• Engaging and active: The activities included in the learning modules actively engage multiple intelligences. Furthermore, the learning modules are delivered in multiple modalities, such as individual, small group, large group, classroom, workshop, advisory, and other modalities using active learning principles.
  • Comprehensive: “As air is to life, so are social-emotional skills to relationships.”  Social-emotional competencies are like the air we breathe.
  • Integrated: The CSS framework is thoughtfully designed to be easily integrated into any setting where relationships are fundamental to success in family life, school life, work life and community life.

The Components of the CSS® Framework

The CSS® Framework is comprised of six components and uses an agricultural metaphor to reconceptualize the promotion, practice and intervention of mental health


  1. Six theories
  2. Social emotional competencies
  3. Social determinants
  4. Triadic principles of wellness(body/mind/spirit)
  5. Levels of engagement
  6. RUMERTIME® Process (the prevention/intervention strategy)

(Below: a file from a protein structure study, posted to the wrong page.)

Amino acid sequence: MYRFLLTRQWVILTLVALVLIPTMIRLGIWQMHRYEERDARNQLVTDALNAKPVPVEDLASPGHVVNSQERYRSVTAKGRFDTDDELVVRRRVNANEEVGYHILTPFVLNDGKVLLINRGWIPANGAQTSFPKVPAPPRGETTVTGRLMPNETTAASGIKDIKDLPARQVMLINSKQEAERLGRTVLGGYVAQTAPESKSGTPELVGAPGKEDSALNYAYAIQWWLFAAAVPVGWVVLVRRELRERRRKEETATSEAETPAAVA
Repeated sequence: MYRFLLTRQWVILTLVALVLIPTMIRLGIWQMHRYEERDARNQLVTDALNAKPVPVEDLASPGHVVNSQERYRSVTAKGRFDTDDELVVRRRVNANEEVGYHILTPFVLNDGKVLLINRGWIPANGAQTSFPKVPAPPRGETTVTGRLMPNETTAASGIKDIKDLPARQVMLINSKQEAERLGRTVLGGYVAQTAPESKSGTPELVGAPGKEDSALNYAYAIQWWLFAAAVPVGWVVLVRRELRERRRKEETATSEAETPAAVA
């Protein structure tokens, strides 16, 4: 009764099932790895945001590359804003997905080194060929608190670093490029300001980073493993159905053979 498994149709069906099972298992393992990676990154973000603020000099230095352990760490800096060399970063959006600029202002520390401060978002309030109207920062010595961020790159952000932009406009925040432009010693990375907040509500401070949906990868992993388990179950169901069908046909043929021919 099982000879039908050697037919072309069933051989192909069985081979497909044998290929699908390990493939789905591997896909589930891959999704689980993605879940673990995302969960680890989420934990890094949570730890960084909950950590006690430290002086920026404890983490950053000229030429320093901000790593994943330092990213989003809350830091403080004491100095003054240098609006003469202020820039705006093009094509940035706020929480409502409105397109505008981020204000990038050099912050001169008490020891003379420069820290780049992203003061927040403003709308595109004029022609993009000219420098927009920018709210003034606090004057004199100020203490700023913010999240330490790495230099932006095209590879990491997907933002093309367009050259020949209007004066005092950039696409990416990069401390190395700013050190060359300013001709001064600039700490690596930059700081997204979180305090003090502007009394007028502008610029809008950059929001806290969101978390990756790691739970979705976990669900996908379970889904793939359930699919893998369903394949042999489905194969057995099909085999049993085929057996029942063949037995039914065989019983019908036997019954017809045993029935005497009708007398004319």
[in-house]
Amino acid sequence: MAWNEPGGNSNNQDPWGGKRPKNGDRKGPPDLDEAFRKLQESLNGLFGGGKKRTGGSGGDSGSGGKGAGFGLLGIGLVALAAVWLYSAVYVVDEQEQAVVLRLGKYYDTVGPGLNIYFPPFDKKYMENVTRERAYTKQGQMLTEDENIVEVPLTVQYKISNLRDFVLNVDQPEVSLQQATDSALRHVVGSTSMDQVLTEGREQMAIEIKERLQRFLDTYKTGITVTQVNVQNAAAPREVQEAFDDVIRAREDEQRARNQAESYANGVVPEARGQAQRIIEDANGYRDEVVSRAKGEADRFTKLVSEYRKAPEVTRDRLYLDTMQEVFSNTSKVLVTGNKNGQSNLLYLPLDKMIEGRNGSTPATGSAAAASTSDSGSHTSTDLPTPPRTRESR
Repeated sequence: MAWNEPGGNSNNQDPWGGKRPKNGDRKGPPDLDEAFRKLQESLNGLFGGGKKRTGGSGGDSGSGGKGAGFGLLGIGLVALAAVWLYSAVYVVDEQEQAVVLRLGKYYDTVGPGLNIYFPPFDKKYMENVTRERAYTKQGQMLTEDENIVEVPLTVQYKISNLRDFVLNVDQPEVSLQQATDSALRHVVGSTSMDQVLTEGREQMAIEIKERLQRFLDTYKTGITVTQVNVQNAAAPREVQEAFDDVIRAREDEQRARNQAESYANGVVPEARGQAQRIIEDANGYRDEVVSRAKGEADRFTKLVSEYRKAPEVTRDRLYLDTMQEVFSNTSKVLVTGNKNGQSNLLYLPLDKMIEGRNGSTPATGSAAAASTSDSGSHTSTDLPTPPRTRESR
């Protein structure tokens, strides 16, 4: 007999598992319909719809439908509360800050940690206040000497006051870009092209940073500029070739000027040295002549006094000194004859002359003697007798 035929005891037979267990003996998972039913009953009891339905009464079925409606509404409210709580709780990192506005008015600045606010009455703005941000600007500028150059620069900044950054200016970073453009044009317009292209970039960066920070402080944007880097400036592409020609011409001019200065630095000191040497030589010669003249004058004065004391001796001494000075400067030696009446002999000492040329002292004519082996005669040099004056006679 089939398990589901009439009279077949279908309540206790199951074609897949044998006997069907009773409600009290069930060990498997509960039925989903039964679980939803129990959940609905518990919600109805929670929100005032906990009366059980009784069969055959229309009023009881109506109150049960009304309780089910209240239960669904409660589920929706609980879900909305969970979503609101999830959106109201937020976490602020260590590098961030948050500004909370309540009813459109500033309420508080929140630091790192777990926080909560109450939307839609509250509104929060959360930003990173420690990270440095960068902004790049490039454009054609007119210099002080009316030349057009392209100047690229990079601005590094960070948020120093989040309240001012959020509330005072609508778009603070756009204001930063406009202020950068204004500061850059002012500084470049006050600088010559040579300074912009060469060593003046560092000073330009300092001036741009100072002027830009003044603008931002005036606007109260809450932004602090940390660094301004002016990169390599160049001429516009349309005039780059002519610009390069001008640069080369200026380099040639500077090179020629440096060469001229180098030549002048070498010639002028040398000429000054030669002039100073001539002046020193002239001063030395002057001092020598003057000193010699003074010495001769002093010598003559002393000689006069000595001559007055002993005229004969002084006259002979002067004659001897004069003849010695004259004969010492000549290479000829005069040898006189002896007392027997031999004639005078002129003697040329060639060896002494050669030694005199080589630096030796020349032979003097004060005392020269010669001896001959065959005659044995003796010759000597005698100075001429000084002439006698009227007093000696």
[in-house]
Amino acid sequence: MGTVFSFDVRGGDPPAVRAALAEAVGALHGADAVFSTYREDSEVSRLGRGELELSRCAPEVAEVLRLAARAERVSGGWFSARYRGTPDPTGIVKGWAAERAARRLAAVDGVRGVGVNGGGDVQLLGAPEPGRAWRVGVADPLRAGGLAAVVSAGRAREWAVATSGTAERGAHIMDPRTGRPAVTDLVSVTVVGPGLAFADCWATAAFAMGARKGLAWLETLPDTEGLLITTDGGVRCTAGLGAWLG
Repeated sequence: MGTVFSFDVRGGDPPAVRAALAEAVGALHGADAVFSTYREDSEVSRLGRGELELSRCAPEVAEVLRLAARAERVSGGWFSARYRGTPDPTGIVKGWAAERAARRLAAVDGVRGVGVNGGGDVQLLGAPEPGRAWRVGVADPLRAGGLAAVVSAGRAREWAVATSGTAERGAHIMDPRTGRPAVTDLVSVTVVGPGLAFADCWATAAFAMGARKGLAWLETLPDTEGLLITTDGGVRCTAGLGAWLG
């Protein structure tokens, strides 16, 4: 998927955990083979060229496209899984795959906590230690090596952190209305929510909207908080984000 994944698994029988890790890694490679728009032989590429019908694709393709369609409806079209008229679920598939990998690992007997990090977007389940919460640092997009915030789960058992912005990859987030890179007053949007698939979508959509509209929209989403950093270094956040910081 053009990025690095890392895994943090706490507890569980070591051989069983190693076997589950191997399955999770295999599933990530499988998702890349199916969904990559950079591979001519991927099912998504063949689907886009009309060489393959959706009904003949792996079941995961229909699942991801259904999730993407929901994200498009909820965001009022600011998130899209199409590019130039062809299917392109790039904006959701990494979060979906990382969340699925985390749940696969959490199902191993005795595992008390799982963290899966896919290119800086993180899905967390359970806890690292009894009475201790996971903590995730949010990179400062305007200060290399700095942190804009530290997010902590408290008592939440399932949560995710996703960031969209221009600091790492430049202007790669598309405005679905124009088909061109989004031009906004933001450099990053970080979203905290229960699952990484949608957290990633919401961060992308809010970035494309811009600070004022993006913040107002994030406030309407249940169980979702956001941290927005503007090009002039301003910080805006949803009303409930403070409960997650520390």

Each component works synergistically to create what we propose as a re-conceptualized approach to global mental health promotion, practice, and intervention.

Eight Theories

The CSS® Framework is built on eight well-established principles:

  1. Ecological Systems Theory
  2. Erikson’s eight-stage Psychosocial Life Span Development Model
  3. Strengths-Based Approach
  4. Social Learning Theory
  5. Cognitive Behavior Therapy
  6. Problem-Solving Therapy
  7. Narrative Counseling
  8. Neuroscience & Triadic body/mind/spirit

The first four of these theories share some conceptual similarities that transcend theoretical bounds – they explain and conceptualize human behavior as occurring within and across social contexts.



The last four theories are cognitive behavior therapy and problem-solving therapy.  These two approaches are widely used across settings and many of the techniques are scalable thus creating accessibility. They both focus on changing unhelpful patterns in cognition (thoughts and attitudes), behaviors and emotions so that the individual can develop personal coping strategies to solve current problems.

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The environments in which an individual is born, grows, lives, works, learns, and plays. They are made up of influences on every aspect of a person’s life.